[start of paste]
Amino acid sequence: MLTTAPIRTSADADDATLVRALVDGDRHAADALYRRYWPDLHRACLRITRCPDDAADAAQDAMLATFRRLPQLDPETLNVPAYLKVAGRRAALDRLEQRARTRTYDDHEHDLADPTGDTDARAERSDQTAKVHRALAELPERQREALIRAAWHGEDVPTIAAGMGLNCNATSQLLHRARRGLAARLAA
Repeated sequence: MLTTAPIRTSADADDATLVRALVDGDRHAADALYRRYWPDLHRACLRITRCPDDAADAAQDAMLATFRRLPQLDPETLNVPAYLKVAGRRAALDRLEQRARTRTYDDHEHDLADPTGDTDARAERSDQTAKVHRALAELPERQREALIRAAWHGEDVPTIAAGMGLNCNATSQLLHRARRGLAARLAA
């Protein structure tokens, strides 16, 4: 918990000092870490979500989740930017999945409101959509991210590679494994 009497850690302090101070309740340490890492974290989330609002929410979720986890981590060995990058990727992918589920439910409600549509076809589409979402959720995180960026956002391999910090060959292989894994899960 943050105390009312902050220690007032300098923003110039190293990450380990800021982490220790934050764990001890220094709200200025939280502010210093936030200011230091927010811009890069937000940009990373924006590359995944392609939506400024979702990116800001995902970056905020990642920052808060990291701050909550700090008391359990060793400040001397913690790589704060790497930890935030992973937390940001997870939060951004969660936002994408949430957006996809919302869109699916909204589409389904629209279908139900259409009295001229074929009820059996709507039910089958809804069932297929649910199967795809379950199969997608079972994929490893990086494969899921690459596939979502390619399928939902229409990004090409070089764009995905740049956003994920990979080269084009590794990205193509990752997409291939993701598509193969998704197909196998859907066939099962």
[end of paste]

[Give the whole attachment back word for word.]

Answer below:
Amino acid sequence: MLTTAPIRTSADADDATLVRALVDGDRHAADALYRRYWPDLHRACLRITRCPDDAADAAQDAMLATFRRLPQLDPETLNVPAYLKVAGRRAALDRLEQRARTRTYDDHEHDLADPTGDTDARAERSDQTAKVHRALAELPERQREALIRAAWHGEDVPTIAAGMGLNCNATSQLLHRARRGLAARLAA
Repeated sequence: MLTTAPIRTSADADDATLVRALVDGDRHAADALYRRYWPDLHRACLRITRCPDDAADAAQDAMLATFRRLPQLDPETLNVPAYLKVAGRRAALDRLEQRARTRTYDDHEHDLADPTGDTDARAERSDQTAKVHRALAELPERQREALIRAAWHGEDVPTIAAGMGLNCNATSQLLHRARRGLAARLAA
């Protein structure tokens, strides 16, 4: 918990000092870490979500989740930017999945409101959509991210590679494994 009497850690302090101070309740340490890492974290989330609002929410979720986890981590060995990058990727992918589920439910409600549509076809589409979402959720995180960026956002391999910090060959292989894994899960 943050105390009312902050220690007032300098923003110039190293990450380990800021982490220790934050764990001890220094709200200025939280502010210093936030200011230091927010811009890069937000940009990373924006590359995944392609939506400024979702990116800001995902970056905020990642920052808060990291701050909550700090008391359990060793400040001397913690790589704060790497930890935030992973937390940001997870939060951004969660936002994408949430957006996809919302869109699916909204589409389904629209279908139900259409009295001229074929009820059996709507039910089958809804069932297929649910199967795809379950199969997608079972994929490893990086494969899921690459596939979502390619399928939902229409990004090409070089764009995905740049956003994920990979080269084009590794990205193509990752997409291939993701598509193969998704197909196998859907066939099962």